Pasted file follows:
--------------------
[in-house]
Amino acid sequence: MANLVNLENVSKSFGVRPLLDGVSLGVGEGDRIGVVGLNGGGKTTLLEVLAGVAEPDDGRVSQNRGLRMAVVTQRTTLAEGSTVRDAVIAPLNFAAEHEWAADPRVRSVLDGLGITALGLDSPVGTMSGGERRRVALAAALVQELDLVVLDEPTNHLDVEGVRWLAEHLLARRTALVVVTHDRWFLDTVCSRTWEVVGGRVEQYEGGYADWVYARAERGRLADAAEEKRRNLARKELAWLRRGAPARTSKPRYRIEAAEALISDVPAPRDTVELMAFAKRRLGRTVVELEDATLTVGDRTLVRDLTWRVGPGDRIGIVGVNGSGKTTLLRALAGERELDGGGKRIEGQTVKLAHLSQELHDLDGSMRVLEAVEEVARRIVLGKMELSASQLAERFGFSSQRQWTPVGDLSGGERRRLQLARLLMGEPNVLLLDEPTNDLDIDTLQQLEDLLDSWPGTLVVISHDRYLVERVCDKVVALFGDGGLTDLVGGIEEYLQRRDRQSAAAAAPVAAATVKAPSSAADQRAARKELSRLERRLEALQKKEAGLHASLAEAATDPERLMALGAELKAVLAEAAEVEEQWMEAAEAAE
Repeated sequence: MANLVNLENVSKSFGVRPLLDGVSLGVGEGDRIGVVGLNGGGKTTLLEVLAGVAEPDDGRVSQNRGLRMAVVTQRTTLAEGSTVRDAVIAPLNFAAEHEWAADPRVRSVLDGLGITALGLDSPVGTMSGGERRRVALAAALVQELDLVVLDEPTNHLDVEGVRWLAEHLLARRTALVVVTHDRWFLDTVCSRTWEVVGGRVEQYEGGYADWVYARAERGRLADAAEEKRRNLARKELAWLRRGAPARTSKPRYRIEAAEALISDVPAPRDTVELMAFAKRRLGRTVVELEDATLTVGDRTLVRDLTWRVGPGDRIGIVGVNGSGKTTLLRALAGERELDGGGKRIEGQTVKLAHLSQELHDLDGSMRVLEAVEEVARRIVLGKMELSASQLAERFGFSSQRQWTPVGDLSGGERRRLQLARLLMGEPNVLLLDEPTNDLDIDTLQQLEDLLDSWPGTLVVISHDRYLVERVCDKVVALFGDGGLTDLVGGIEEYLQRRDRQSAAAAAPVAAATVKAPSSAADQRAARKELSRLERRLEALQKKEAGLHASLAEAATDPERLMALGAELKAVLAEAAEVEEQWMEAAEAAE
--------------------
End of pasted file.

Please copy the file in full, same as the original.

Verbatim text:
[in-house]
Amino acid sequence: MANLVNLENVSKSFGVRPLLDGVSLGVGEGDRIGVVGLNGGGKTTLLEVLAGVAEPDDGRVSQNRGLRMAVVTQRTTLAEGSTVRDAVIAPLNFAAEHEWAADPRVRSVLDGLGITALGLDSPVGTMSGGERRRVALAAALVQELDLVVLDEPTNHLDVEGVRWLAEHLLARRTALVVVTHDRWFLDTVCSRTWEVVGGRVEQYEGGYADWVYARAERGRLADAAEEKRRNLARKELAWLRRGAPARTSKPRYRIEAAEALISDVPAPRDTVELMAFAKRRLGRTVVELEDATLTVGDRTLVRDLTWRVGPGDRIGIVGVNGSGKTTLLRALAGERELDGGGKRIEGQTVKLAHLSQELHDLDGSMRVLEAVEEVARRIVLGKMELSASQLAERFGFSSQRQWTPVGDLSGGERRRLQLARLLMGEPNVLLLDEPTNDLDIDTLQQLEDLLDSWPGTLVVISHDRYLVERVCDKVVALFGDGGLTDLVGGIEEYLQRRDRQSAAAAAPVAAATVKAPSSAADQRAARKELSRLERRLEALQKKEAGLHASLAEAATDPERLMALGAELKAVLAEAAEVEEQWMEAAEAAE
Repeated sequence: MANLVNLENVSKSFGVRPLLDGVSLGVGEGDRIGVVGLNGGGKTTLLEVLAGVAEPDDGRVSQNRGLRMAVVTQRTTLAEGSTVRDAVIAPLNFAAEHEWAADPRVRSVLDGLGITALGLDSPVGTMSGGERRRVALAAALVQELDLVVLDEPTNHLDVEGVRWLAEHLLARRTALVVVTHDRWFLDTVCSRTWEVVGGRVEQYEGGYADWVYARAERGRLADAAEEKRRNLARKELAWLRRGAPARTSKPRYRIEAAEALISDVPAPRDTVELMAFAKRRLGRTVVELEDATLTVGDRTLVRDLTWRVGPGDRIGIVGVNGSGKTTLLRALAGERELDGGGKRIEGQTVKLAHLSQELHDLDGSMRVLEAVEEVARRIVLGKMELSASQLAERFGFSSQRQWTPVGDLSGGERRRLQLARLLMGEPNVLLLDEPTNDLDIDTLQQLEDLLDSWPGTLVVISHDRYLVERVCDKVVALFGDGGLTDLVGGIEEYLQRRDRQSAAAAAPVAAATVKAPSSAADQRAARKELSRLERRLEALQKKEAGLHASLAEAATDPERLMALGAELKAVLAEAAEVEEQWMEAAEAAE